The next meal came on Friday night. Bryan and I didn’t have any plans for the night so we decided to stay in and cook together. We chose the chicken thighs with the freekah salad. Again, this dish had three main components; crispy chicken thighs, a freekah salad, and a kumquat relish. Bryan had never had kumquats or freekah so he was a little skeptical. I got the freekah grains cooking in salted boiling water for 18 minutes, then drain and set aside. You start by sauteing the sliced kumquats, shallots, vinegar, sugar and water in the pan to get soft and good. Relish is done after adding some fresh tarragon leaves. Then Bryan cooked the chicken and this couldn’t have been easier and yielded great results. In a very hot pan with oil we placed the seasoned chicken thighs skin side down. We then were directed to put a piece of aluminum foil on top of the chicken and a pan of water on top of that to use for the weight. You leave the chicken along for 12 minutes, which seems like a very long time but the skin protects the chicken. You remove the pot and foil, flip the chicken over for just three minutes more. The skin was perfectly crispy and the chicken was moist on the inside. To the pan, with chicken removed, you add the cut rainbow chard to the chicken drippings and saute until wilted, about 5 minutes. You add the chard to the freekah, along with chopped almonds and pecorino cheese. We divided the salad among two plates, topped each with a chicken thigh, and some of the kumquat relish. This dish was shockingly good. I LOVED the freekah salad, and I don’t normally do grain salads. I loved the chard, the chicken was perfect, and that kumquat relish was tasty and unique. Bryan was also very happy with it and it paired well with a Pinot Gris.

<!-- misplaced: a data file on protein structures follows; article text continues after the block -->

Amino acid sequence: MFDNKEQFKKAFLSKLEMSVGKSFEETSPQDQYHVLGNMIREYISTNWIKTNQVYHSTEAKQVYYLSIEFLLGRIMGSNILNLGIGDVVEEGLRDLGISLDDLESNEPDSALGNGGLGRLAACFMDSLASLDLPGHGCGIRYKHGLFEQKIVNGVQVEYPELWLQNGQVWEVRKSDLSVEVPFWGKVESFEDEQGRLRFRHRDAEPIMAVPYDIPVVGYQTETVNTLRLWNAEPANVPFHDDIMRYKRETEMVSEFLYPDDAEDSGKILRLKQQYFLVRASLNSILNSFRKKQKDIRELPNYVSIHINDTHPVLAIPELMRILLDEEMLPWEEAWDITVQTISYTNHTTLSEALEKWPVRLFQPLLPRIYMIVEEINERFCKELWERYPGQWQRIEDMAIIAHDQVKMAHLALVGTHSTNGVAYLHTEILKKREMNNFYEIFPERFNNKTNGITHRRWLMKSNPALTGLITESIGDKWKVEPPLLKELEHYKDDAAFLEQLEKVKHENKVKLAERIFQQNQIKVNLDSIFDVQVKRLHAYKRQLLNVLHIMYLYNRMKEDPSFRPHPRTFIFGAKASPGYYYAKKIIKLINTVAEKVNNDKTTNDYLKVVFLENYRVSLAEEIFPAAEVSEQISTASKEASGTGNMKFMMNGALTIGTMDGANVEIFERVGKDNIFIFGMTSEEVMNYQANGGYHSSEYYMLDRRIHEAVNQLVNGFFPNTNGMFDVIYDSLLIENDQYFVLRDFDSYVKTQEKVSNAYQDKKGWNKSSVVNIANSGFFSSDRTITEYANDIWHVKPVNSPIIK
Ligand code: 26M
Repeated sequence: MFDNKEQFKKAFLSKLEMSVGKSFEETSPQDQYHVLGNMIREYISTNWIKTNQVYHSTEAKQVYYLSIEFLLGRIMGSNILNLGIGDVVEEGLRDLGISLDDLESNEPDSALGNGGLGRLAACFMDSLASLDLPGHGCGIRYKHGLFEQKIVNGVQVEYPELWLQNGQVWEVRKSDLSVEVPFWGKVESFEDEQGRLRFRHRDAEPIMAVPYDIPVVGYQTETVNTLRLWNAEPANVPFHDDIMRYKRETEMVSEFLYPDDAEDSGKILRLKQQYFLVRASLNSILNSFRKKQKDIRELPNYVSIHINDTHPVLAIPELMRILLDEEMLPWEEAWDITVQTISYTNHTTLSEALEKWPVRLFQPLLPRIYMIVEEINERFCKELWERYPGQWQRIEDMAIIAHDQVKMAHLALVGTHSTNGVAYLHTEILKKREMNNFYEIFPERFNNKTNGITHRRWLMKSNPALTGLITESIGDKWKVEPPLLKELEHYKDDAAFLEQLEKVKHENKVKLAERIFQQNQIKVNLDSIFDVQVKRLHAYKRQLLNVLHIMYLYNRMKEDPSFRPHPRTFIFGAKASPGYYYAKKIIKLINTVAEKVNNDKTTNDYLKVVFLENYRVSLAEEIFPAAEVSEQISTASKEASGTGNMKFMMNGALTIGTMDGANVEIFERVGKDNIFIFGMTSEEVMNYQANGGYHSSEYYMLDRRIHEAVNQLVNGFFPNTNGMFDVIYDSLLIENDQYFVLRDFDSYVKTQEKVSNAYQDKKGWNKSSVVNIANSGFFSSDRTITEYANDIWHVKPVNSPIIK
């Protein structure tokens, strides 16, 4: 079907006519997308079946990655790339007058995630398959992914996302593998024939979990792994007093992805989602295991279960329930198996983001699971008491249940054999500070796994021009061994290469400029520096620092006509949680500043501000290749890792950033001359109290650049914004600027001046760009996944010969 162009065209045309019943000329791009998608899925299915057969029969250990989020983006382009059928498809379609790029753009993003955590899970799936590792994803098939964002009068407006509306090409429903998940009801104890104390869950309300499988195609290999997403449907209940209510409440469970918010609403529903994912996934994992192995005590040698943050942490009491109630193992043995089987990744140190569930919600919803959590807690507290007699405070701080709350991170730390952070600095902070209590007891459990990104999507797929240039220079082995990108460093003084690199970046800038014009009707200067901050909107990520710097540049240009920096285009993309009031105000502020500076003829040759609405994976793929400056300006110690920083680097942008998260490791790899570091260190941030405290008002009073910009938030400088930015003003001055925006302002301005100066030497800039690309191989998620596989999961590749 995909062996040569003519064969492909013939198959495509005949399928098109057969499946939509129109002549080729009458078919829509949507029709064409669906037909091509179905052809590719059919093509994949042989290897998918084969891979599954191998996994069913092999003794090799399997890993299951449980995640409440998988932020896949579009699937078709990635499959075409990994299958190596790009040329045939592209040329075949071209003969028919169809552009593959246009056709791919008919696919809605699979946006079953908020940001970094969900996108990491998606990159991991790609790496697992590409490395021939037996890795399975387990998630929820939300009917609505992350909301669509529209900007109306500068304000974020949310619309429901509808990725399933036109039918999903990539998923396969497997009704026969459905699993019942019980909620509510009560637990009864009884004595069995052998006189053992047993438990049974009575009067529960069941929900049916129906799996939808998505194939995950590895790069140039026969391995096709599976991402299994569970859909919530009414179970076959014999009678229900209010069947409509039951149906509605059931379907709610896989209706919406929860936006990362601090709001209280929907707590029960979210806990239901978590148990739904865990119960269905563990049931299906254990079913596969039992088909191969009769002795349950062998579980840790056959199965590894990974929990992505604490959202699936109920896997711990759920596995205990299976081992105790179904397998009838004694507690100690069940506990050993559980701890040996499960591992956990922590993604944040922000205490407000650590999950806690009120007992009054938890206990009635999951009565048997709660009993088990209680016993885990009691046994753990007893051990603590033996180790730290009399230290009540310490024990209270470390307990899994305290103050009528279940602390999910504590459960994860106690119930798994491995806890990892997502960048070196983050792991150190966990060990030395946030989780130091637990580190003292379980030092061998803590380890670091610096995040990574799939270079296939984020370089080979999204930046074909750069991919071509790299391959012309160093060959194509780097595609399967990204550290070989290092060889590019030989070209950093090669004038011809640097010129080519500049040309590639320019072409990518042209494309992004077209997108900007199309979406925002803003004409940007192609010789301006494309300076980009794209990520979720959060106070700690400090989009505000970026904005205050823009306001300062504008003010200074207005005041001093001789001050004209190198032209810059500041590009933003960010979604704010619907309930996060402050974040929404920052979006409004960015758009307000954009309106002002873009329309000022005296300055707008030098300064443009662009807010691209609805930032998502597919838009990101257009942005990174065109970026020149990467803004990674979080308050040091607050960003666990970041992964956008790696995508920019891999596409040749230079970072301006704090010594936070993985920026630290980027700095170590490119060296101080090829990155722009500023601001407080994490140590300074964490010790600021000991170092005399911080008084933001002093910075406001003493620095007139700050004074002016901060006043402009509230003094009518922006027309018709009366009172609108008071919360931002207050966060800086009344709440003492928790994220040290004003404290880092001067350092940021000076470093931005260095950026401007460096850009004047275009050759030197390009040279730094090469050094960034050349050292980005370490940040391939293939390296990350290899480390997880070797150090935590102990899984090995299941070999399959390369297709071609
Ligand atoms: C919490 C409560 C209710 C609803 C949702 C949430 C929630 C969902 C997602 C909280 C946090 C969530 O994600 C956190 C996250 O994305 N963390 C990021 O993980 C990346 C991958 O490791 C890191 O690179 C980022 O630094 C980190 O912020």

The last meal was the one we were both looking forward to the most, the pork chops with beets. We decided Sunday night was a good night for it. And again we cooked the meal together and it was a lot of fun. First up was peeling, slicing to 1/2″ and boiling in salted water the beets. Those beets cooked for 18 minutes in the water until fork tender before I drained them and added to a shallot and vinegar mixture. Bryan cooked the carrots for 5 minutes in oil to get browned before added a pat of butter and water to the pan to finish cooking the baby carrots through. Removed the carrots and added the salt and peppered pork chops to the same pan. The chops cooked for 6 minutes on one side, flipped over for two minutes before we added another pat of butter, smashed garlic cloves and fresh thyme to the pan. Bryan worked on spooning the butter sauce over the pork chops for two minutes. We removed the pork chops to let rest. The last step was adding the beets and shallots, carrots, and chopped hazelnuts to the same pan and cooked for two minutes before removing to a bowl and tossing with arugula and fresh sliced mint. We split this salad among the two plates, sliced the pork chops and put on top, and added any leftover pan juices to the plates. This meal was bomb! So bomb! Would definitely make again and again and would make for guests.
We loved all three of our meals…again! We both really like these boxes and have a lot of fun with them. We like to cook these ones together which makes them even more fun. The directions are great and the recipes are very interesting. The produce and meats are also very good quality. I also like learning new ingredients and new techniques. I will be boiling my beets like this again, I will be cooking chicken like this again, I will be making chard and grain salads like this again, I may be making ramen again, and I don’t doubt I will make that kumquat relish again! It is also so satisfying when the dishes actually resemble the photos provided to a T.